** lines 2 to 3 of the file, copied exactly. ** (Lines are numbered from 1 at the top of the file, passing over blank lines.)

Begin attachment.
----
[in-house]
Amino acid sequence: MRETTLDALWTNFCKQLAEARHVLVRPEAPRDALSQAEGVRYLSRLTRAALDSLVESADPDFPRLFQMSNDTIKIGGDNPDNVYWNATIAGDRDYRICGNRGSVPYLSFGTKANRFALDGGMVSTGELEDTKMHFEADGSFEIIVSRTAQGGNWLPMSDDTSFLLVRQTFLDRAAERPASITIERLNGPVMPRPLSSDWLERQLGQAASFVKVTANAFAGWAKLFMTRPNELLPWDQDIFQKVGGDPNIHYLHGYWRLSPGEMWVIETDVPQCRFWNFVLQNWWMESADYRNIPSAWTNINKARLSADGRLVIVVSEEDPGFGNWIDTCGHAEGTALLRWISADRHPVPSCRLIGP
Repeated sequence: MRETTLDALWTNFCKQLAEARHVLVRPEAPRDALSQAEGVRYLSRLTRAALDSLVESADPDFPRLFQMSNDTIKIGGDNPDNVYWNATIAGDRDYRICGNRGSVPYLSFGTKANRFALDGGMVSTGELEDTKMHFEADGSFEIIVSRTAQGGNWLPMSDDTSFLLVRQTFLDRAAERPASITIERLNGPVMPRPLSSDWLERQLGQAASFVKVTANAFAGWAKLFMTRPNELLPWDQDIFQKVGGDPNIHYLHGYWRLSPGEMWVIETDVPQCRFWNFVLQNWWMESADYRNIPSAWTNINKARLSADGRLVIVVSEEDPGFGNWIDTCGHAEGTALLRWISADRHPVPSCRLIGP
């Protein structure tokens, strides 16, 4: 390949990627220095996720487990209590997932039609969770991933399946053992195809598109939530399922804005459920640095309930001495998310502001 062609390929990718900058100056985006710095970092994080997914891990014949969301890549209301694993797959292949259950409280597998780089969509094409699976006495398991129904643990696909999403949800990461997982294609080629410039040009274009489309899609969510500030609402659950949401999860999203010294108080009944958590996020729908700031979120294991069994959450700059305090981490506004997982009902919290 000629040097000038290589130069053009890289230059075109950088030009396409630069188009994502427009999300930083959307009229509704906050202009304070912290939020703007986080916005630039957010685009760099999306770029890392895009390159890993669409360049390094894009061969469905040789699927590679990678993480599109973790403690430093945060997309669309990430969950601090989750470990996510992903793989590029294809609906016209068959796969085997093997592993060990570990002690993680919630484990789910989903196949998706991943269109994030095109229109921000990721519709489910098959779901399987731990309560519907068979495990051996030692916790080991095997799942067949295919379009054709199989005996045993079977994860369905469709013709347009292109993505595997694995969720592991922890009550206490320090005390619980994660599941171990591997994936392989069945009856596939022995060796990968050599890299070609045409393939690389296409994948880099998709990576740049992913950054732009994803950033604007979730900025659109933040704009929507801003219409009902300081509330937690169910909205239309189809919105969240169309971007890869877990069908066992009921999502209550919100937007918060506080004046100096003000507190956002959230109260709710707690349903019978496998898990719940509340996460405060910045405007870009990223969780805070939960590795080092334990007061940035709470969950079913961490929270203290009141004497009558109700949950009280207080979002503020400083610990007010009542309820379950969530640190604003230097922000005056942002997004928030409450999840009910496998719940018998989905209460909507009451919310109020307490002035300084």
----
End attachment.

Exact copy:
Amino acid sequence: MRETTLDALWTNFCKQLAEARHVLVRPEAPRDALSQAEGVRYLSRLTRAALDSLVESADPDFPRLFQMSNDTIKIGGDNPDNVYWNATIAGDRDYRICGNRGSVPYLSFGTKANRFALDGGMVSTGELEDTKMHFEADGSFEIIVSRTAQGGNWLPMSDDTSFLLVRQTFLDRAAERPASITIERLNGPVMPRPLSSDWLERQLGQAASFVKVTANAFAGWAKLFMTRPNELLPWDQDIFQKVGGDPNIHYLHGYWRLSPGEMWVIETDVPQCRFWNFVLQNWWMESADYRNIPSAWTNINKARLSADGRLVIVVSEEDPGFGNWIDTCGHAEGTALLRWISADRHPVPSCRLIGP
Repeated sequence: MRETTLDALWTNFCKQLAEARHVLVRPEAPRDALSQAEGVRYLSRLTRAALDSLVESADPDFPRLFQMSNDTIKIGGDNPDNVYWNATIAGDRDYRICGNRGSVPYLSFGTKANRFALDGGMVSTGELEDTKMHFEADGSFEIIVSRTAQGGNWLPMSDDTSFLLVRQTFLDRAAERPASITIERLNGPVMPRPLSSDWLERQLGQAASFVKVTANAFAGWAKLFMTRPNELLPWDQDIFQKVGGDPNIHYLHGYWRLSPGEMWVIETDVPQCRFWNFVLQNWWMESADYRNIPSAWTNINKARLSADGRLVIVVSEEDPGFGNWIDTCGHAEGTALLRWISADRHPVPSCRLIGP